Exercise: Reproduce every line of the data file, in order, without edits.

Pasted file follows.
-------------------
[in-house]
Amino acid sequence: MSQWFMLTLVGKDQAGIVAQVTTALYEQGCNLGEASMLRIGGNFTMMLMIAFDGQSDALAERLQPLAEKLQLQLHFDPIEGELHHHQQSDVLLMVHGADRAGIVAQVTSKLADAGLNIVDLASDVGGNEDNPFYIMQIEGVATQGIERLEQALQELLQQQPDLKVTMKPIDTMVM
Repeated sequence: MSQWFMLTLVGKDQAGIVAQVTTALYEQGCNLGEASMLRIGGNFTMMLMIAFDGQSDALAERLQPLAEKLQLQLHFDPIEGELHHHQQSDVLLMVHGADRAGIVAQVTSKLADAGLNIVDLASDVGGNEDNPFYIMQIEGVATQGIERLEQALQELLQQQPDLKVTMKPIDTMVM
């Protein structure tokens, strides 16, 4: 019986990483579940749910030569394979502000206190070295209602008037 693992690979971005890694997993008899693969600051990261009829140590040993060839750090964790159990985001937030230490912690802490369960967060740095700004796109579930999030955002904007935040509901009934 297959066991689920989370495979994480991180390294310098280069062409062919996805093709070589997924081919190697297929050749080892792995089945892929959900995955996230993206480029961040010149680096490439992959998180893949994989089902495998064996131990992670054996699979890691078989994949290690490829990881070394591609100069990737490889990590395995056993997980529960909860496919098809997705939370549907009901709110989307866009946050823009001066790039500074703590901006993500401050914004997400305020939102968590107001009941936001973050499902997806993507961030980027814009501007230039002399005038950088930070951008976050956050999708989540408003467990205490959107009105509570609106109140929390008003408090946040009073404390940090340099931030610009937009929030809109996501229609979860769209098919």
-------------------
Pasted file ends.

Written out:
[in-house]
Amino acid sequence: MSQWFMLTLVGKDQAGIVAQVTTALYEQGCNLGEASMLRIGGNFTMMLMIAFDGQSDALAERLQPLAEKLQLQLHFDPIEGELHHHQQSDVLLMVHGADRAGIVAQVTSKLADAGLNIVDLASDVGGNEDNPFYIMQIEGVATQGIERLEQALQELLQQQPDLKVTMKPIDTMVM
Repeated sequence: MSQWFMLTLVGKDQAGIVAQVTTALYEQGCNLGEASMLRIGGNFTMMLMIAFDGQSDALAERLQPLAEKLQLQLHFDPIEGELHHHQQSDVLLMVHGADRAGIVAQVTSKLADAGLNIVDLASDVGGNEDNPFYIMQIEGVATQGIERLEQALQELLQQQPDLKVTMKPIDTMVM
């Protein structure tokens, strides 16, 4: 019986990483579940749910030569394979502000206190070295209602008037 693992690979971005890694997993008899693969600051990261009829140590040993060839750090964790159990985001937030230490912690802490369960967060740095700004796109579930999030955002904007935040509901009934 297959066991689920989370495979994480991180390294310098280069062409062919996805093709070589997924081919190697297929050749080892792995089945892929959900995955996230993206480029961040010149680096490439992959998180893949994989089902495998064996131990992670054996699979890691078989994949290690490829990881070394591609100069990737490889990590395995056993997980529960909860496919098809997705939370549907009901709110989307866009946050823009001066790039500074703590901006993500401050914004997400305020939102968590107001009941936001973050499902997806993507961030980027814009501007230039002399005038950088930070951008976050956050999708989540408003467990205490959107009105509570609106109140929390008003408090946040009073404390940090340099931030610009937009929030809109996501229609979860769209098919």